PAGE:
Becker’s most impressive work so far has been the way he guided Djokovic to the last two Wimbledon crowns. For Becker, Wimbledon is “home soil” — literally, because the village has been his primary residence for several years, and figuratively, because it’s where he was born as a champion in 1985, when he won as an unseeded teenager. So before the 2014 tournament, Becker set about making Djokovic feel at home there. To prepare him for the routinely bad bounces of Centre Court, he had him practice on the far worse grass of Aorangi Park, and to keep fresh going into the second week, he had him not practice at all the first Saturday. He also employed his natural talent for gamesmanship, honed by half a dozen years playing high-stakes poker. “I wouldn’t call myself a pro, but I’ve played with the best. Phil Ivey would know me. Daniel Negreanu would know me. In poker, you have to read the other guy. One of my strengths is reading the other guy.”
According to Becker, the semis and finals of majors are very similar to a poker game. “It’s a lot about mood changes, momentum changes, how you deal with uncomfortable situations … And I’ve been out of my comfort zone most of my life.”
Even Becker’s latest autobiographical effort, Boris Becker’s Wimbledon, seems like an ingenious, if shameless, attempt at psychological warfare against Djokovic’s top rival, Roger Federer. In the book, published, for maximum effect, just before the most recent Wimbledon, he recounts a brief locker-room face-off between Federer and Djokovic (whose dislike for each other, he writes, is an “open secret”) before the 2014 final. “Tennis is the only sport I know of where you have your locker right next to your opponent,” he tells me poolside at the Marriott. “You see him naked. You see him go to the bathroom. You see him take a shower. Imagine doing that in boxing. Or in basketball. Or in football. Then, you go out and play for fame and glory and money. And because that’s one of my strengths,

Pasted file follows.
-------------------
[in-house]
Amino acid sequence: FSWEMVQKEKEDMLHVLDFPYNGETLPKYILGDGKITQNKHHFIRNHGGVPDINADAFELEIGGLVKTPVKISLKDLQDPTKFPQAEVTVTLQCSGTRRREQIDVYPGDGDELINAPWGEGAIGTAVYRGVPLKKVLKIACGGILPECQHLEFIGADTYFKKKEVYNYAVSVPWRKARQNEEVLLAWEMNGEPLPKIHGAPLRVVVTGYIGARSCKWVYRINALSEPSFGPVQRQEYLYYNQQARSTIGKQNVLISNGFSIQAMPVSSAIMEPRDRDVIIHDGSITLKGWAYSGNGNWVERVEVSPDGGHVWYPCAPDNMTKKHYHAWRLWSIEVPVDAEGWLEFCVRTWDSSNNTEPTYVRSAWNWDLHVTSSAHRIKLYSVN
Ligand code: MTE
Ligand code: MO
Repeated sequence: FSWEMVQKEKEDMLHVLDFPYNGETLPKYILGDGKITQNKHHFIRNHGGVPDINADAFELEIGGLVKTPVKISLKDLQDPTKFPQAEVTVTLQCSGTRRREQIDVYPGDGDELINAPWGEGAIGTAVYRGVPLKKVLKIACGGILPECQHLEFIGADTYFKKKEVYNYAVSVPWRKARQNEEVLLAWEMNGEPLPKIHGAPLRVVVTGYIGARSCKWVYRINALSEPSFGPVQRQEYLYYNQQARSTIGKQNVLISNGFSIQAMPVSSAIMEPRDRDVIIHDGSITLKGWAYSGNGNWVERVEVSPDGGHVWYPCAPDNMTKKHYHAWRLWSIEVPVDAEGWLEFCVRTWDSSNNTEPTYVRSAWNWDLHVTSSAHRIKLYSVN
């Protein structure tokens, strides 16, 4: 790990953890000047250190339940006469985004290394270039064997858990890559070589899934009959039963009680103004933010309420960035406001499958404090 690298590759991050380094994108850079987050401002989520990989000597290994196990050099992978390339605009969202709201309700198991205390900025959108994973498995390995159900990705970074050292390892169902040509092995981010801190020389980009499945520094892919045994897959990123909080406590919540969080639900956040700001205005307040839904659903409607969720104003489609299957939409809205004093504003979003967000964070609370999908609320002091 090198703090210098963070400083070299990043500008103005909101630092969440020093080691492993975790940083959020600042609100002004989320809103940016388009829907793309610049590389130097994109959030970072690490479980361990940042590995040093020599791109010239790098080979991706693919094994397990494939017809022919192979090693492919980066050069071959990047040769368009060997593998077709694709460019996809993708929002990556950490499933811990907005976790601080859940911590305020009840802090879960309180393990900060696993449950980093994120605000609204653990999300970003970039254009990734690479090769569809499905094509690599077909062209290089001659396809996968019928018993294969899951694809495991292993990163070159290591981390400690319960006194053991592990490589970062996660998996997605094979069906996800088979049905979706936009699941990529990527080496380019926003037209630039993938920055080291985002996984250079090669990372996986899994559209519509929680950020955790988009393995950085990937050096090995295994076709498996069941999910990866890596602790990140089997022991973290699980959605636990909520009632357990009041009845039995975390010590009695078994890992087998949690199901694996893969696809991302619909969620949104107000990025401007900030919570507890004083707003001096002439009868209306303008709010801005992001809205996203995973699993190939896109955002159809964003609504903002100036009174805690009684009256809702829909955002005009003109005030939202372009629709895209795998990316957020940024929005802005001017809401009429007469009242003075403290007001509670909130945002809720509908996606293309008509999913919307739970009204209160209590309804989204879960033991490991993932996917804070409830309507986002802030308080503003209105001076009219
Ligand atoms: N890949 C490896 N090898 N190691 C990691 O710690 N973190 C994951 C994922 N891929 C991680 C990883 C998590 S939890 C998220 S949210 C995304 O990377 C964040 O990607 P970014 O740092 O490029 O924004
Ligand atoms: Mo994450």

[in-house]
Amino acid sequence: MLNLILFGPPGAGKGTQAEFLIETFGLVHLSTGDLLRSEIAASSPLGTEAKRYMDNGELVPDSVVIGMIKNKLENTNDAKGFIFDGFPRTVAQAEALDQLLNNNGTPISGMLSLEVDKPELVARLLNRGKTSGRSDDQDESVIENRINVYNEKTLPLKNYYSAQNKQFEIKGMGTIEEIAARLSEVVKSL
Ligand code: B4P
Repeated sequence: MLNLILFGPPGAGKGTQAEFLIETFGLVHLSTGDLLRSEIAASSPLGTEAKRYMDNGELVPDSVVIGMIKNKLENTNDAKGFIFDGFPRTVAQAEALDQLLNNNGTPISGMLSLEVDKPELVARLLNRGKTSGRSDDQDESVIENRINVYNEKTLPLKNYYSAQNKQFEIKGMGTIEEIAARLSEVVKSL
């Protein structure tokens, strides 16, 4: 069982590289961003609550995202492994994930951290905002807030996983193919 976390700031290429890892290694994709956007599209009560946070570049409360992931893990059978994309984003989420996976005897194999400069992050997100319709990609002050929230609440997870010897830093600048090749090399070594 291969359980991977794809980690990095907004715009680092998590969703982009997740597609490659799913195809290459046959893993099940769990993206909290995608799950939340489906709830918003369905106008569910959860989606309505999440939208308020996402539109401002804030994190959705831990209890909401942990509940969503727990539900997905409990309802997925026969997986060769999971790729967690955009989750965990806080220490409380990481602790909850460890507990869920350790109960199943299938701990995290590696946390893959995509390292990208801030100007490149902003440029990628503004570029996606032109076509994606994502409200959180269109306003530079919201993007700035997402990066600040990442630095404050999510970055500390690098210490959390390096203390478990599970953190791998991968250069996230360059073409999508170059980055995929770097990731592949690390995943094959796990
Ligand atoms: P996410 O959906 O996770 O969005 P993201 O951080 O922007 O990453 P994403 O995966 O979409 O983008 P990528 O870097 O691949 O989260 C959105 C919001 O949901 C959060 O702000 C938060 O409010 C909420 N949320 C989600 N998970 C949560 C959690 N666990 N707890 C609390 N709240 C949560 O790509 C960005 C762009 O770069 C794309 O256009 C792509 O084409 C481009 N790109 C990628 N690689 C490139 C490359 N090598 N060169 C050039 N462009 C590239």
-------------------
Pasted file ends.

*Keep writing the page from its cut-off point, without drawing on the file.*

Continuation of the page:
I notice a lot of what happens before these matches, and if I can use it, I will.”
Becker says that when he and Djokovic arrived, Federer and his coach, Stefan Edberg, were already there, but not for long. “Obviously, they felt their privacy was compromised, so they went somewhere else,” writes Becker. “I felt a sense of 15-love, that we’d struck the first blow.” In other words, if it had been Becker sitting naked in front of that locker, he would have casually scratched his ass, held his ground, and stayed put. Considering the closeness of the match that followed, there’s plenty of evidence to suggest that the encounter didn’t actually mean a thing to either contestant, but what’s telling is that Becker, who wrote the book on Djokovic’s payroll, is trying to get into Federer’s head again by recounting the story.
Djokovic’s victory in the 2014 Wimbledon final — their first major win together — was hugely satisfying for Becker, who called it his most emotional moment since he stopped playing. “You need proof. A big scalp. Well, this was it. End of argument. At the end of the day, I was hired to win Slams.”
The challenge going into last month’s Wimbledon was just as formidable, because Djokovic was fresh off a devastating loss to Stan Wawrinka in the finals of the French. Becker had very little time to get him over it. “That three-week period was really difficult, much harder than coaching a semifinal.” One canny thing that Becker did was get Djokovic back on the practice court with Wawrinka, booking two practice sessions with him at Wimbledon. “Now and then you have to shake Stan’s hand and say, ‘Son of a bitch. You played better today.’ And that’s okay.”
Kind of. But not if it happens again in New York. If Djokovic loses the Open, it’s still a solid year, but it’s not a year that will silence Becker’s detractors. If Djokovic wins here, he shuts them up for good. Or, as Becker puts it in his streamlined English: “End of argument.”
*This article appears in the August 24, 2015 issue of New York Magazine.